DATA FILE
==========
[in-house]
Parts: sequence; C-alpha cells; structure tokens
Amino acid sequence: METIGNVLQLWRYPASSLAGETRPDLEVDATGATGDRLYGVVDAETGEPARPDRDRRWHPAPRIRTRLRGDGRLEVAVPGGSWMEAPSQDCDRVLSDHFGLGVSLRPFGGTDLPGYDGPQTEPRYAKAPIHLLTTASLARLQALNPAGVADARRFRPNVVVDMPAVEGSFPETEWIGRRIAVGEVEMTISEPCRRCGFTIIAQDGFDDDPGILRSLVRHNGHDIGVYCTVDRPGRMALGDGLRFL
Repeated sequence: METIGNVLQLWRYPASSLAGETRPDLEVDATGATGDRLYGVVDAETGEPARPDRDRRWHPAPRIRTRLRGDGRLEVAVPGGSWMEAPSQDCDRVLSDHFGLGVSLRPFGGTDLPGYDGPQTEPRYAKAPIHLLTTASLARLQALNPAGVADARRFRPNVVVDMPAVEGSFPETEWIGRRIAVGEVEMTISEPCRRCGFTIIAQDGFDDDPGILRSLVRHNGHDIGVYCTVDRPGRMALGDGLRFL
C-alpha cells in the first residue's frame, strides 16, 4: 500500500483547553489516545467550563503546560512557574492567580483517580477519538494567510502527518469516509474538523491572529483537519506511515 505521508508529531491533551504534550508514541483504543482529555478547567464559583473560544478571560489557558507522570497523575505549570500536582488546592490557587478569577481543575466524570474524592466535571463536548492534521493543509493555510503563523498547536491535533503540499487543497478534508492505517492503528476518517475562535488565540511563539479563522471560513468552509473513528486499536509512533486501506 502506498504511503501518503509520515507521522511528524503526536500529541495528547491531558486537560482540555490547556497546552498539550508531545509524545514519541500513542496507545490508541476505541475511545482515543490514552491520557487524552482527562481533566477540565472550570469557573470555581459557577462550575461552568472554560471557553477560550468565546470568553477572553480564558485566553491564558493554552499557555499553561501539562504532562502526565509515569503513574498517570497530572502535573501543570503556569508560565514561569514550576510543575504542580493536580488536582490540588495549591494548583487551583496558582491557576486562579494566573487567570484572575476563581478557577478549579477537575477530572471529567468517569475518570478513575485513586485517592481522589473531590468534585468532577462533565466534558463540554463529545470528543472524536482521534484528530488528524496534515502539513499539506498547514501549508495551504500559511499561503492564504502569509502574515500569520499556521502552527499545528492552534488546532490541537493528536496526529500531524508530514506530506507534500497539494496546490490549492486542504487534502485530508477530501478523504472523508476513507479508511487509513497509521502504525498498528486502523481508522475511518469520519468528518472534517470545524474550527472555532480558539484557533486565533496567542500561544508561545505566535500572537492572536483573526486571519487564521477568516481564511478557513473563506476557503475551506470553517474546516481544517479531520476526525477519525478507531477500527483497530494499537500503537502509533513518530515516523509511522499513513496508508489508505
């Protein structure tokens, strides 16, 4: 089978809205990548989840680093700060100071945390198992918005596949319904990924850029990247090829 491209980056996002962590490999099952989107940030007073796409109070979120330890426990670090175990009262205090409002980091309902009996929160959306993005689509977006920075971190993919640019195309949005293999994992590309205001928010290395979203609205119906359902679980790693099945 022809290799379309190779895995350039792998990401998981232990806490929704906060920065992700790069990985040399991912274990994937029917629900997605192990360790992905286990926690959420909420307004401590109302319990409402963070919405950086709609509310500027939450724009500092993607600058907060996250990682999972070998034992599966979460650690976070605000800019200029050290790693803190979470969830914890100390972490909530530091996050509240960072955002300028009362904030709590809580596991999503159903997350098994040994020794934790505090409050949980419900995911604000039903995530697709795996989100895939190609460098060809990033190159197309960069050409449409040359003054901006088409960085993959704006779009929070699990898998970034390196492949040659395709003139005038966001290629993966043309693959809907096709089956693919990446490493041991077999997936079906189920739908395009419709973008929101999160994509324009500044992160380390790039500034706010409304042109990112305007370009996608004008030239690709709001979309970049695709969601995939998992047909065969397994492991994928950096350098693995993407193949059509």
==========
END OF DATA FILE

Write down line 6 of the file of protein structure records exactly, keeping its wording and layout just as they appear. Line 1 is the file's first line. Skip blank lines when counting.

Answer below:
């Protein structure tokens, strides 16, 4: 089978809205990548989840680093700060100071945390198992918005596949319904990924850029990247090829 491209980056996002962590490999099952989107940030007073796409109070979120330890426990670090175990009262205090409002980091309902009996929160959306993005689509977006920075971190993919640019195309949005293999994992590309205001928010290395979203609205119906359902679980790693099945 022809290799379309190779895995350039792998990401998981232990806490929704906060920065992700790069990985040399991912274990994937029917629900997605192990360790992905286990926690959420909420307004401590109302319990409402963070919405950086709609509310500027939450724009500092993607600058907060996250990682999972070998034992599966979460650690976070605000800019200029050290790693803190979470969830914890100390972490909530530091996050509240960072955002300028009362904030709590809580596991999503159903997350098994040994020794934790505090409050949980419900995911604000039903995530697709795996989100895939190609460098060809990033190159197309960069050409449409040359003054901006088409960085993959704006779009929070699990898998970034390196492949040659395709003139005038966001290629993966043309693959809907096709089956693919990446490493041991077999997936079906189920739908395009419709973008929101999160994509324009500044992160380390790039500034706010409304042109990112305007370009996608004008030239690709709001979309970049695709969601995939998992047909065969397994492991994928950096350098693995993407193949059509």